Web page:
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By Tim Hunt

Big plans to transform the fairgrounds

Uploaded: Sep 30, 2021

When Jerome Hoban took over as Chief Executive Officer of the Alameda County Fair in 2013 his board prioritized the second phase of its vision plan.
The board operates the 265-acre fairgrounds and runs the county fair as well as renting facilities to other events and groups. Hoban, who came to Pleasanton from the Orange County Fair, is leading the board and his team through challenging times—and that’s before the pandemic hit and forced the cancellation of the 2020 fair and saw it morph into a Covid-19 testing site and eventually a mass vaccination site.
Speaking to the Pleasanton Men’s Club this month, Hoban emphasized his roots in the fair business and his love for it while noting that the other 49 weeks of activity are critical to maintaining a positive annual budget. Like other insiders, he explained that the economics of the fair are changing and tied directly to the shrinking California horse racing industry. It’s sick and getting sicker.
It was once an economic engine with both the three-week meet during the fair and the year-round operation of the offtrack betting facility. Now they’re reimagining different uses for both facilities—considering competitive fantasy sports for the large offtrack building. If they can pull that off, it will result in reaching a much younger demographic.
The vaccinations and lower levels of Covid cases allowed the fairgrounds to stage the racing meet and the junior livestock show and auction during the normal June/July window as well as welcome back a reduced crowd for the Scottish Games and the traditional Good Guys auto show in August. They’ve also had large crowds for other events.
The county fair was shifted to the fall (Oct. 22-31) with hours moved accordingly because this will be the first fair when school is in session. The fair will require advance ticket purchase and will operate touchless throughout. The advance sale will allow the fair to contact people if there are important last minute changes. When asked it he had a maximum crowd in mind, he deferred speaking publicly while indicating his team had certainly thought it through.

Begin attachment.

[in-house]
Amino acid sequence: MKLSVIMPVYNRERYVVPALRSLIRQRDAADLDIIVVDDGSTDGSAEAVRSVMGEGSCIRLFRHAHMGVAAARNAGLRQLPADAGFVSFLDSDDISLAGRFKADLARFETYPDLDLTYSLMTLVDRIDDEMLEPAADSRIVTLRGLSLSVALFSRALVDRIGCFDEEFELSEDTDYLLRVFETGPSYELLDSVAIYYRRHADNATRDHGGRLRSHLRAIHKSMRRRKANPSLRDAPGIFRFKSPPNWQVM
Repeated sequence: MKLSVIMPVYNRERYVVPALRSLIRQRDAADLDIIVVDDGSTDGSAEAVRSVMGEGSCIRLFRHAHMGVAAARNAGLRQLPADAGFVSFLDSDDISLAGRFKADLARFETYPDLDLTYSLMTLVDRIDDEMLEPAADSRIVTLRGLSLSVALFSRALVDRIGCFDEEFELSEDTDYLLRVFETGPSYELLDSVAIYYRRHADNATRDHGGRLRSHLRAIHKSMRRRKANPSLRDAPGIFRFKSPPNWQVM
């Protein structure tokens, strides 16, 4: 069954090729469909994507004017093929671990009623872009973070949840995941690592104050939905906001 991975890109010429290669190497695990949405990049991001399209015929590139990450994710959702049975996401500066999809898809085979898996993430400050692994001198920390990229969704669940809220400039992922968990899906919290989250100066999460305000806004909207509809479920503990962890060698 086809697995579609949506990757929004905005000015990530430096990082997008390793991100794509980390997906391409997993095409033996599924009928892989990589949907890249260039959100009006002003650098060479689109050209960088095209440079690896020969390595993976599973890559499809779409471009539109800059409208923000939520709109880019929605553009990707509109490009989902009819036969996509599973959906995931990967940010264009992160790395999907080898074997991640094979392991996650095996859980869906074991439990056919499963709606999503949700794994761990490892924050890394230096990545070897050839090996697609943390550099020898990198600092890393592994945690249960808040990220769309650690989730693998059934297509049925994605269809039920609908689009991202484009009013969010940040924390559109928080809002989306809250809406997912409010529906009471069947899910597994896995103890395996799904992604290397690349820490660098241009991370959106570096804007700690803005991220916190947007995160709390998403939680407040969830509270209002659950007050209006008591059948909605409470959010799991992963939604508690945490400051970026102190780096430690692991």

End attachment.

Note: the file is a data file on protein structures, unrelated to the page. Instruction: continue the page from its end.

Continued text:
Transforming the grounds meant building a equestrian center for competitions that will put horses in some of the stalls. There were eight meets scheduled this year until the pandemic got in the way.
Hoban also described a couple of areas on the grounds as land banks—the recreational vehicle parking area and the driving range off Bernal Ave. The onsite campground needs to expand and will take up some of that parking space.
The site of the Halloween show at Gate 8 is planned for a hotel in the long term. Hoban sees that as a great use because all of the other Pleasanton lodging properties—with the exception of the Rose Hotel—are located on the I-580 corridor. Having a hotel on the grounds within walking distance will be a major plus.
The fair also has invested in major infrastructure improvements to both the wastewater system and the electrical system. It also added solar panels that are providing the payments for a loan with the county. It has refurbished the older core buildings next to the grandstand, painting them white with black ceilings so they are ready for business meetings or trade shows.
The next big project that is getting underway is an urban farm. It will have a STEAM (science, technology, engineering, agriculture and arts and math) focus. Technology already is enhancing agriculture and the fair promises to help spark that interest in young people as well as show them where the food in the supermarket originates. It’s estimated at a $9 million project that the fair foundation is raising funds to support.
The other big ticket item is to rehabilitate and update the amphitheater. Hoban said the stage is inadequate for today’s touring shows. There are ambitious plans to bring it to state-of-the-art with a VIP area for special events. He’d like to see 20-25 touring shows in addition to the fair shows.
If you get the idea that Hoban’s plate was full before the pandemic, consider what it’s become. The goal hasn’t changed—to make the fairgrounds the No. 1 event center in the East Bay if not the Bay Area.